"File-and-suspend" is a strategy that many married couples have employed to maximize their Social Security benefits. In this strategy, one spouse files for a benefit but suspends payment — in other words, notifying the Social Security Administration that the filer is eligible but chooses to delay accepting his or her payments.
This acknowledgement allows the other spouse to file for spousal benefits under a restricted application based on the filing spouse's working record. By submitting a restricted application instead of a regular one, a filer is not considered as having filed for both a spousal benefit and a benefit based on his or her own work record. Normally, a first-time filer will receive the larger of the two.
This strategy allows the couple to live off of spousal benefits while gaining delayed retirement credits on both accounts. Delaying benefits by one year after full retirement age (FRA) increases a person's benefits by as much as 8%. If both spouses are able to delay for multiple years, the increases add up to a sizable collective benefit by age seventy when the filing spouse can resume benefits and the other one can file on his or her own record. The same strategy has been used for dependent child benefits as well.
Unfortunately, this strategy will not be available for much longer. The file-and-suspend retirement strategy will end as part of the recently passed budget bill.
Those who are age 66 now or will be within the next six months still have time to execute a file-and-suspend strategy (as measured from the day the bill is signed by President Obama). Families that are already using a file-and-suspend method are grandfathered in and may continue with their plans. Others are simply out of luck.
File-and-suspend itself is not ending. You can still file and choose to suspend your benefits, thus accumulating delayed retirement credits. What is ending, is the ability for a spouse to file for spousal benefits while the filing spouse defers their payments. Spousal benefits will require that a spouse is actually receiving benefits at the time of filing. In essence, this ends the ability for couples to accumulate delayed retirement credits on both of their accounts while receiving any money from Social Security.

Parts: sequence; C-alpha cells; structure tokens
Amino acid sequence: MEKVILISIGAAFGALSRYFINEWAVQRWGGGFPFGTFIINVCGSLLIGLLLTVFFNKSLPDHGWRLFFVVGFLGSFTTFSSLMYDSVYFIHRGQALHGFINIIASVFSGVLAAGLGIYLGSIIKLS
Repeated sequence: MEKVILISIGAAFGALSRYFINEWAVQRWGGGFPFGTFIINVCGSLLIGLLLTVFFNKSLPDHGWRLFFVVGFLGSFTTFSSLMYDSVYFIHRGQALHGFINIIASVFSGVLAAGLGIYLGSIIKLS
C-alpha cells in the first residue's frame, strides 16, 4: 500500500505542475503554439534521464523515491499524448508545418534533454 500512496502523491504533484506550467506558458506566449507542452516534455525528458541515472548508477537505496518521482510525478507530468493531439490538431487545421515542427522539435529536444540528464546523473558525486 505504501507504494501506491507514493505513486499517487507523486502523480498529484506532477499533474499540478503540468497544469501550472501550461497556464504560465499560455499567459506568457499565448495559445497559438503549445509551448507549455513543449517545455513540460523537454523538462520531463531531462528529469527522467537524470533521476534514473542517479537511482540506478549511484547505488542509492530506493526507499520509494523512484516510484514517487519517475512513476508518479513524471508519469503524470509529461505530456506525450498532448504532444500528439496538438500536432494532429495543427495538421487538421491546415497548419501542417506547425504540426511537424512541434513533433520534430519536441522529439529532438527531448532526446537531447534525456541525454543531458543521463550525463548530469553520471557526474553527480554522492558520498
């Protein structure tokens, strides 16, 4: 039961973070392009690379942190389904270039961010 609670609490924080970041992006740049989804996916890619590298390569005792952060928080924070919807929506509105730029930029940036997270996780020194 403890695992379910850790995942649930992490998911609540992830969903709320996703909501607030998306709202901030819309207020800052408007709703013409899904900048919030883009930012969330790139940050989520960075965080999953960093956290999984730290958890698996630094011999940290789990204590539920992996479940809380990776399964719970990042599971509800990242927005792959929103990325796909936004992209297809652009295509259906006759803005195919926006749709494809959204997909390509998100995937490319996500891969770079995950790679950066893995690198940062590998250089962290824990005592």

If you are below your FRA but are at least 62 years old, you can still file for a restricted application for spousal benefits only, starting at FRA (age 66 if you are 62 or greater now).
Those who are widowed are not affected by the changes, but divorcees may be. The existing law allows those aged 66 and above who are divorced and married for at least ten years to claim benefits on the earnings of their former spouse, while letting their own accounts accrue delayed retirement credits. The ex-spouse must at least be 62 years old (of a sufficient age to file a claim on their own account, even at a lower rate).
The above restricted application rule allows spouses who turned 62 this year or are older to take advantage of this strategy. Younger filers will have to choose between claiming their own earned benefit or a spousal benefit.
The legislation did not specify what happens when an ex-spouse suspends their benefits. Does the new file-and-suspend restriction prevent spouses from filing spousal benefits on an ex's suspended account? Do the rules that allow divorcees to collect on ex-spouse's accounts whether or not the ex-spouse has filed for benefits take precedence? If you fall into this situation, keep an eye out for clarifying legislation and check with your local Social Security office for the most current information.
If you can still take advantage of the file-and-suspend window and it makes economic sense for you to do so, act quickly. Otherwise, if you want to delay your Social Security benefits and accrue delayed retirement benefits, you will have to look at IRA/401(k) distributions and other means to get you through the early years of retirement. Of course, you could just keep working if that makes the most sense for your situation.